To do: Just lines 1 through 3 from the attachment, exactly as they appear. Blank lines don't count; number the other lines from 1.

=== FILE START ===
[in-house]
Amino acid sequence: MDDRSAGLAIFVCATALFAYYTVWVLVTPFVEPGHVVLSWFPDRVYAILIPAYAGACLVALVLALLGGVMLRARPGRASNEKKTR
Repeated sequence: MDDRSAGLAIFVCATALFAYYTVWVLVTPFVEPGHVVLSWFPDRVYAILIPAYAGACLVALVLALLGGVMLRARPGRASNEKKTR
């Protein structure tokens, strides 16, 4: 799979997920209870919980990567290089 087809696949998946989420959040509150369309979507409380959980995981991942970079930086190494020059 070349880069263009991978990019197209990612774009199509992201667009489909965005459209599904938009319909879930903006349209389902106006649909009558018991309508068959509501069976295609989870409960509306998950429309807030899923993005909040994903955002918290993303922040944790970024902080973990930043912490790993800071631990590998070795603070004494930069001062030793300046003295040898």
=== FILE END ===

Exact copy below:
[in-house]
Amino acid sequence: MDDRSAGLAIFVCATALFAYYTVWVLVTPFVEPGHVVLSWFPDRVYAILIPAYAGACLVALVLALLGGVMLRARPGRASNEKKTR
Repeated sequence: MDDRSAGLAIFVCATALFAYYTVWVLVTPFVEPGHVVLSWFPDRVYAILIPAYAGACLVALVLALLGGVMLRARPGRASNEKKTR